It’s been another strange few months, working from home, trying to do what we can here at L&A Archives, without being able to physically work with the archival records. For me, this has meant focusing on updating our online PastPerfect database. I’ve spent the last two months ensuring that the descriptive information for each photograph in the collection is correct and up-to-date, and that each photograph is digitized, accessible online, and locatable in the vault. Paging through this vast catalogue of photographs, I have come across some fantastic portraits and snapshots of the people of L&A County throughout history. 

While updating the database the collection that struck me most was a series of vivid and ethereal portraits from the Napanee studio of Stephen Manson Benson (1836-1901). Benson was a local telegrapher and photographer active in the 1860’s. This collection of nearly 400 wet collodian glass plate negatives are primarily studio portraits of residents of Napanee and Lennox and Addington County, taken 1863-1864. These portraits provide insight into the socioeconomic status of individuals, their interpersonal relationships, and their professions, among many other things.

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Photo Caption: Louisa Bell née Moran (d. 1880) & Margaret Bell née Thomas (1838-1905). These two women were well-known and highly skilled tailors in Napanee in the 1860’s.

Benson photographed many of his family members, including his sister Anne Benson, brother Arthur Wellington Benson, and father John Benson. John Benson was a Napanee merchant and public servant, who served as Clerk of the Division Court (1833-1837), Reeve of Napanee (elected 1855), Napanee Town Clerk (1860-1862), Justice of the Peace, County Auditor, and Collector of Customs.

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Photo Caption: Annie Benson, Arthur Benson, & John Benson

The Benson photographs show off some of the most elaborate clothing worn by Napanee residents, including dresses with intricately embroidered embellishments, elaborate flounced sleeves and ruffled hemlines, such as those worn by Catharine Schryver (ca. 1848-1928), daughter of local engineer George Schryver, and Caroline L. Northgraves (b. 1846), eldest daughter of watchmaker and jeweller William J. Northgraves.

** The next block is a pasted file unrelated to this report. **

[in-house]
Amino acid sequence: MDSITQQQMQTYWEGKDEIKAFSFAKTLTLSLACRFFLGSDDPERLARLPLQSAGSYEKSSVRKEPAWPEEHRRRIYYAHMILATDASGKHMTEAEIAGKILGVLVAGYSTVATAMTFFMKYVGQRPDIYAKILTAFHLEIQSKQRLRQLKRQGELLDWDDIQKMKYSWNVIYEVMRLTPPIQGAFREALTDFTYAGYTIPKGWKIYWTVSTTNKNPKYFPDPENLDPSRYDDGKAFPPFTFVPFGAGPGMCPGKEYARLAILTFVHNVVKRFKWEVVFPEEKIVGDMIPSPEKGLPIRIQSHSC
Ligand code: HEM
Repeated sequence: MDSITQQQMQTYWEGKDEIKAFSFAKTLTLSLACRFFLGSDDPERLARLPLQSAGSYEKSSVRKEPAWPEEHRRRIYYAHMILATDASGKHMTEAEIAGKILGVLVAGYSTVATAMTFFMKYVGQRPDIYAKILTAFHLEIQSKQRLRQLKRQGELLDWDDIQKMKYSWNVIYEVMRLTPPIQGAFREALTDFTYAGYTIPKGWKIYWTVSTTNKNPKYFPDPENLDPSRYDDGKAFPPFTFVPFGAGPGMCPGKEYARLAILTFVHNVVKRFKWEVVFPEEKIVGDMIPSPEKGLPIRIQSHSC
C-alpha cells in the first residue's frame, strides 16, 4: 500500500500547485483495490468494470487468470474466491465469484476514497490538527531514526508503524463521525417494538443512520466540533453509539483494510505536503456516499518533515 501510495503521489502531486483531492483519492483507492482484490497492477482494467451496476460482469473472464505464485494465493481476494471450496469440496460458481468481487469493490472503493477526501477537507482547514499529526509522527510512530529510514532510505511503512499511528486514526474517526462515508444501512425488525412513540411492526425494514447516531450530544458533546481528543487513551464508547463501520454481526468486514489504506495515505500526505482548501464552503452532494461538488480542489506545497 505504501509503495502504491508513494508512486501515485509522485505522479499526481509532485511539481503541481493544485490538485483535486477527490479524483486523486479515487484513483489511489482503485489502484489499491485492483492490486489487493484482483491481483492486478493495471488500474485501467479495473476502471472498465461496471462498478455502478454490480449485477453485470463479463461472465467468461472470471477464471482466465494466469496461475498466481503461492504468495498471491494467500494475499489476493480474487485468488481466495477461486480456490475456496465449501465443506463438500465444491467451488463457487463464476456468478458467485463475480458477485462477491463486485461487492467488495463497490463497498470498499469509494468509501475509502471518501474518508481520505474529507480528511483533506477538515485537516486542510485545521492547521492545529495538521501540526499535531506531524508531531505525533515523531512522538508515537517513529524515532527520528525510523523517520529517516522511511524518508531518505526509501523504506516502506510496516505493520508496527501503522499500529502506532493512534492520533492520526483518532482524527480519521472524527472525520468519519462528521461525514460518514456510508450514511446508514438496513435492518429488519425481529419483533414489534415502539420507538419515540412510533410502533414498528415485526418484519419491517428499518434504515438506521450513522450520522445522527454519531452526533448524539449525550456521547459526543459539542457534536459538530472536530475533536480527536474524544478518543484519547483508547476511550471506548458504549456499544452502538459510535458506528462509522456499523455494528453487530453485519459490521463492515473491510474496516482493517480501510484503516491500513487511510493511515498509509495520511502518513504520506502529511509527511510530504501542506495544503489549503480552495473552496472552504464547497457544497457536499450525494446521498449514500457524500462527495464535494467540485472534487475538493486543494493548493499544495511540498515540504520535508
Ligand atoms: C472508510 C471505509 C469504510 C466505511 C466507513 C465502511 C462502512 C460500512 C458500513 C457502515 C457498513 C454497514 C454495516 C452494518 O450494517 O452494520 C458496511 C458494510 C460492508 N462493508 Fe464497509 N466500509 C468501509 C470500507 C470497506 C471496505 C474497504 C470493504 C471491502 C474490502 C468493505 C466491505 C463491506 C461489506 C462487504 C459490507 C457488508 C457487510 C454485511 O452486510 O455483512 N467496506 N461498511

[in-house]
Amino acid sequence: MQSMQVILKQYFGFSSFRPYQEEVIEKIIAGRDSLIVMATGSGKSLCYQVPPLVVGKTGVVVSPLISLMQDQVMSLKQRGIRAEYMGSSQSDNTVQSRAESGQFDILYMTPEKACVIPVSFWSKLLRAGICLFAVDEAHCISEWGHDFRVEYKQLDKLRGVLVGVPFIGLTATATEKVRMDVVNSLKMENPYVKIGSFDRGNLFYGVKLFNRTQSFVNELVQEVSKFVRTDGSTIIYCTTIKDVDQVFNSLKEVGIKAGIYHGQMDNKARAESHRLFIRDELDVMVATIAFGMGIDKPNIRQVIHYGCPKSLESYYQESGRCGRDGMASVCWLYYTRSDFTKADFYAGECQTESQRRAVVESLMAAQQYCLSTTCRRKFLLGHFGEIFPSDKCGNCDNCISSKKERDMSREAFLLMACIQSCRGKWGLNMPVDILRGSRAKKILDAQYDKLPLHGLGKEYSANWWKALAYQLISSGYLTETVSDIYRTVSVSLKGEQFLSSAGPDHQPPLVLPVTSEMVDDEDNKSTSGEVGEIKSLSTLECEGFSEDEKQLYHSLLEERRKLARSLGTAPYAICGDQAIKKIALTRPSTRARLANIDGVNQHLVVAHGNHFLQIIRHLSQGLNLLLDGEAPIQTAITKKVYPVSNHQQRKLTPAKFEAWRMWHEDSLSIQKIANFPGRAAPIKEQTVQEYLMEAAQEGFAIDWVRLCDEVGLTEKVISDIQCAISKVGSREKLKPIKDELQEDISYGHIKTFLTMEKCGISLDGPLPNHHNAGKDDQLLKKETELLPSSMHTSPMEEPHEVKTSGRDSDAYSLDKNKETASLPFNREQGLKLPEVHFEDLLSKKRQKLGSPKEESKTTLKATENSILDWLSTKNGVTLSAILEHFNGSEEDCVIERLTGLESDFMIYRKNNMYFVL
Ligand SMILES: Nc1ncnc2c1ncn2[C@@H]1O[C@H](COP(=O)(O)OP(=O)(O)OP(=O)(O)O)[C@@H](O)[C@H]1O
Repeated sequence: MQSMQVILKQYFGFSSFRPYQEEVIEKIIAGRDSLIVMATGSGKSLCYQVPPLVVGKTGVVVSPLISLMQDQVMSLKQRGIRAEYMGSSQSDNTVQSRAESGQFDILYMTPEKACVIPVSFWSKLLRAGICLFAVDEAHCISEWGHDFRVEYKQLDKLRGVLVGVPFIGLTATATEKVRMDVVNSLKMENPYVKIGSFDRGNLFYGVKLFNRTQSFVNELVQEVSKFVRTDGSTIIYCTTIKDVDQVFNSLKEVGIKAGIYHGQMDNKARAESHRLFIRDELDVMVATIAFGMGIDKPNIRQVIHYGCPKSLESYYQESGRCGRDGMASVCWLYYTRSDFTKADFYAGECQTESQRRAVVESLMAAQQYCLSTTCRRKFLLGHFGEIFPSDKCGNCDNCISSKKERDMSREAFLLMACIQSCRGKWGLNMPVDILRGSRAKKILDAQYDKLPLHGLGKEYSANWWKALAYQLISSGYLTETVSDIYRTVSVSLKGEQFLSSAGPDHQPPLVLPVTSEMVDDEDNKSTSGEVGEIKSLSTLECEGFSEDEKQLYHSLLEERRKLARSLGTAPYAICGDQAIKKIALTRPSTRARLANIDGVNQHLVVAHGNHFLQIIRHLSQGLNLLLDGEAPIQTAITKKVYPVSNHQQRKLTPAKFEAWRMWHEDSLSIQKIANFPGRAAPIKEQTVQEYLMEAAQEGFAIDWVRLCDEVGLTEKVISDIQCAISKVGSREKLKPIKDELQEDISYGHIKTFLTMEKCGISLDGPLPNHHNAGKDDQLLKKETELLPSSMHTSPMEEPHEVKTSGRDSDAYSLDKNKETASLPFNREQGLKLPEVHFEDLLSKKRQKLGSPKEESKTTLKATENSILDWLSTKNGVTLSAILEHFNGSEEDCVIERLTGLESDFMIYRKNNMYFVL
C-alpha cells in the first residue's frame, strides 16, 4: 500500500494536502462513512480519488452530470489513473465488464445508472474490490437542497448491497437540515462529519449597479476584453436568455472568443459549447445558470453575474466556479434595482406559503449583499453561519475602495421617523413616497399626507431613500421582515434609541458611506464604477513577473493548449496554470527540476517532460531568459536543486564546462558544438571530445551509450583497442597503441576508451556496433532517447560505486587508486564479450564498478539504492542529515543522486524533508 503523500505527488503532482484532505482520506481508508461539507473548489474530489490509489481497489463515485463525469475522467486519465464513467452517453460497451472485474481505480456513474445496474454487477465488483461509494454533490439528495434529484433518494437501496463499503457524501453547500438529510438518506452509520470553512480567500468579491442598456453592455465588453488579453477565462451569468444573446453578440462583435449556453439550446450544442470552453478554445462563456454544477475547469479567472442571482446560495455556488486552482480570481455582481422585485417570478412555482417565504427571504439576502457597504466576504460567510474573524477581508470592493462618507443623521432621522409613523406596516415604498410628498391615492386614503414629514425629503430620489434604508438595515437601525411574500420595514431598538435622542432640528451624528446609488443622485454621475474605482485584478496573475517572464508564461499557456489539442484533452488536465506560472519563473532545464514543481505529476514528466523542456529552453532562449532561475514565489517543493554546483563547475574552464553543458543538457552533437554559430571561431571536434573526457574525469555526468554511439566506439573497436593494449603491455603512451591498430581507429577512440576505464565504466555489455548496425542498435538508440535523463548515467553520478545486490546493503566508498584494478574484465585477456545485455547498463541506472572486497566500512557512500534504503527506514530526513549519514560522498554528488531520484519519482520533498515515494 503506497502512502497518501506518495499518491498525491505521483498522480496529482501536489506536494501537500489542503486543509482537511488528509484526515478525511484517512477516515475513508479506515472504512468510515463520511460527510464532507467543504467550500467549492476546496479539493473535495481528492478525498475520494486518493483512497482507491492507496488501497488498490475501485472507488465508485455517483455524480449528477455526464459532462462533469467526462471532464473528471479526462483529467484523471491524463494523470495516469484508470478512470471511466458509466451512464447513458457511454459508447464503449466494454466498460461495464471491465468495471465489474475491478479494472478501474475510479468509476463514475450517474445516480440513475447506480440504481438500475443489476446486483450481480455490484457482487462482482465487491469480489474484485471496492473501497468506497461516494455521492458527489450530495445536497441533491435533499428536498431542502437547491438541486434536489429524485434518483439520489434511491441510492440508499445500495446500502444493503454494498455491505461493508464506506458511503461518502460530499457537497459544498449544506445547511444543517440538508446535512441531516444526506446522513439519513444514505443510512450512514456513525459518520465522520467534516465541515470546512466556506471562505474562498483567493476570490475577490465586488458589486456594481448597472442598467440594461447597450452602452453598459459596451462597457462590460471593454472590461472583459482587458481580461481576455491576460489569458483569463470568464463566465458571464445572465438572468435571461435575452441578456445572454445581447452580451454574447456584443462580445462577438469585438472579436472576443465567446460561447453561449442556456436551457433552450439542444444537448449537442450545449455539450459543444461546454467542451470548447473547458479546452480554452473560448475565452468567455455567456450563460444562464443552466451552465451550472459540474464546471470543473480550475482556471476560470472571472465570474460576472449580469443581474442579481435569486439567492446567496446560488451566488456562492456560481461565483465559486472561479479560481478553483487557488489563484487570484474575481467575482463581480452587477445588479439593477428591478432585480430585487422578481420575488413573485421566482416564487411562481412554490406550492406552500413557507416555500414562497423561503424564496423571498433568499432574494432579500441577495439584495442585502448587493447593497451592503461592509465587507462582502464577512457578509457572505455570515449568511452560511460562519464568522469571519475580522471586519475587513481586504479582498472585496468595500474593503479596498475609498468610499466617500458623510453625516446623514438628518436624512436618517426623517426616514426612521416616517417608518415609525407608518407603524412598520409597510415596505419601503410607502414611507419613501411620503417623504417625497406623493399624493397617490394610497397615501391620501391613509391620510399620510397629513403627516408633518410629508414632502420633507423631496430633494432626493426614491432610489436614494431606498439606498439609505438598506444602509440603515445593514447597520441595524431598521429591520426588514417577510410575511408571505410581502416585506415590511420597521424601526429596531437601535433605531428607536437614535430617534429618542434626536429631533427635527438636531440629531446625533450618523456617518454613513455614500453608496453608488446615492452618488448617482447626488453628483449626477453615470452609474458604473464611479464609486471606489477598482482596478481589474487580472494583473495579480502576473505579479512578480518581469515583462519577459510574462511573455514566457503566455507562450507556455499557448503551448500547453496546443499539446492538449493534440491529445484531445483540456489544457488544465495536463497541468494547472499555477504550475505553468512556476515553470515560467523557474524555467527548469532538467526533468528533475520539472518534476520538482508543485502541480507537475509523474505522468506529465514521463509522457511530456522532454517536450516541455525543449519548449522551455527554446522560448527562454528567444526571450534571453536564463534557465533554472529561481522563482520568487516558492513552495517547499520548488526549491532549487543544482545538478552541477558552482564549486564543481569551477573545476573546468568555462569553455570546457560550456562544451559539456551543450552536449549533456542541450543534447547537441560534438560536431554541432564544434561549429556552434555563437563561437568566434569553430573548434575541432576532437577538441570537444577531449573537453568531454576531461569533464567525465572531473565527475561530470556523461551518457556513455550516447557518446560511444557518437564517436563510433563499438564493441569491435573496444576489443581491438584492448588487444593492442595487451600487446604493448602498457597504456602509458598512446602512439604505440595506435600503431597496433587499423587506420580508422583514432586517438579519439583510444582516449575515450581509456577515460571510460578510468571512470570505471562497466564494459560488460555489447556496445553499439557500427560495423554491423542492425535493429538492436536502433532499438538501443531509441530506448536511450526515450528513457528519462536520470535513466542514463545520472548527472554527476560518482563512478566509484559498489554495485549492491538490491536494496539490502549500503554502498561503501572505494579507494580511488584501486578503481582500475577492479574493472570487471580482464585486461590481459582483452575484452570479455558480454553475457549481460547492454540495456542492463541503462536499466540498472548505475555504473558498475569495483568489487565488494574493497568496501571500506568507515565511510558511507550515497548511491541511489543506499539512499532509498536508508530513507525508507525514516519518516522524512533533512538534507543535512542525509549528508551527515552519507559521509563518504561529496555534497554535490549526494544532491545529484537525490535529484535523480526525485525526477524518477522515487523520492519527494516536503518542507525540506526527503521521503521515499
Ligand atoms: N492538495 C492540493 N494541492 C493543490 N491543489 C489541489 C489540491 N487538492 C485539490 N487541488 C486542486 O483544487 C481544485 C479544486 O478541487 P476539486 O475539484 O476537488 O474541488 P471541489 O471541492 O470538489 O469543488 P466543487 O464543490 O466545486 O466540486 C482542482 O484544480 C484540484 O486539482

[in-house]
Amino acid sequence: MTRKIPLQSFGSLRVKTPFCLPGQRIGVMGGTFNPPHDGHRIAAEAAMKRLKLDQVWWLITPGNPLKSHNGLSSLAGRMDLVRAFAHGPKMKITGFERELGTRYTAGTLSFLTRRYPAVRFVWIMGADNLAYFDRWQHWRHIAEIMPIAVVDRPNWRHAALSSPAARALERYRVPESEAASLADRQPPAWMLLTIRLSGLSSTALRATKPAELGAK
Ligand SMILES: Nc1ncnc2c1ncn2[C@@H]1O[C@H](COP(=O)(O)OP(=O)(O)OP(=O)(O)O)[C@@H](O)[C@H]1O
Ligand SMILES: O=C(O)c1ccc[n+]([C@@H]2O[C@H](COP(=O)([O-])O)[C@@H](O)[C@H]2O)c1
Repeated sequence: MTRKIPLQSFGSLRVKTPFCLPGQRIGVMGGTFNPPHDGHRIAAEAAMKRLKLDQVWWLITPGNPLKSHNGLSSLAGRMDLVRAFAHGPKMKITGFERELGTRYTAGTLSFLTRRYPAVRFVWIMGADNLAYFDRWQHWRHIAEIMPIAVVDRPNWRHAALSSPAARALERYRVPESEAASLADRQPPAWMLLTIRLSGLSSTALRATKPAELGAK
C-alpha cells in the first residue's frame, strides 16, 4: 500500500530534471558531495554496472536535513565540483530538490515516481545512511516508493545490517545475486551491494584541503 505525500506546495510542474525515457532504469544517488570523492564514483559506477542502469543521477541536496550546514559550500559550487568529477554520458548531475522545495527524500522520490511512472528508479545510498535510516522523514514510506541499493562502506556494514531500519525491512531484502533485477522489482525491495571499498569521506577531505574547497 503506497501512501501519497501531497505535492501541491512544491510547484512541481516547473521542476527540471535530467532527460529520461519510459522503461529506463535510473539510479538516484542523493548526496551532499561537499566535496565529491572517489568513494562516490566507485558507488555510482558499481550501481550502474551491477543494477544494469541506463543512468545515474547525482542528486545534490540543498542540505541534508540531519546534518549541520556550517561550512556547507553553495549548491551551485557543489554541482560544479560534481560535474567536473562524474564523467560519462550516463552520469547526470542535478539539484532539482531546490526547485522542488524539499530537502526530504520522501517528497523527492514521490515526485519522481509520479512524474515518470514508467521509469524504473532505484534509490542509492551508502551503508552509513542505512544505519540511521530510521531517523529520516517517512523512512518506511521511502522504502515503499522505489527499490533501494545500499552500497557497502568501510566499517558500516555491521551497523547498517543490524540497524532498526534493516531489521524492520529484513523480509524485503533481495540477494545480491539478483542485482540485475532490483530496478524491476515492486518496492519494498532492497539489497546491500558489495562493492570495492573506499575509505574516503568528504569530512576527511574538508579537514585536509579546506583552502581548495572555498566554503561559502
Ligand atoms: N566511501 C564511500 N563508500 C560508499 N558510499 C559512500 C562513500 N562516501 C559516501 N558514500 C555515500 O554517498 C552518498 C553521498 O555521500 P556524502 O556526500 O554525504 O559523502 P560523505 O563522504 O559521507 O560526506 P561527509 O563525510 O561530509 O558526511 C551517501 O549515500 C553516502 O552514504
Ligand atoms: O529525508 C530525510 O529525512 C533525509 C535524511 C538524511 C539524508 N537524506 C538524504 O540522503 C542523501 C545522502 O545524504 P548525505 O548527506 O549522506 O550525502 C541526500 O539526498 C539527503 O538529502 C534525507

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Photo caption: Catharine Schryver & Caroline L. Northgraves

Unfortunately many of Benson’s portraits are unidentified, but even these hold great aesthetic value and help us visualize this period in L&A’s history.

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I am really looking forward to being back in the Archives to have the opportunity to digitize more of the glass plate negatives in the archives collection, because the vividness and detail produced by this photographic method is quite astounding! Covid-19 has reminded archivists of the importance of making as many archival collections available online as possible, in order to reach as many users as we can. Even though there is no substitute for holding a two hundred year old photograph in your hands (with gloves of course!), having as many of these images freely accessible online is very important to helping researchers and genealogists find what they need. I hope you can take the time to browse through some of the Archives’ photographs in our online database here:

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Photo Caption: A View from Benson’s Gallery, 1863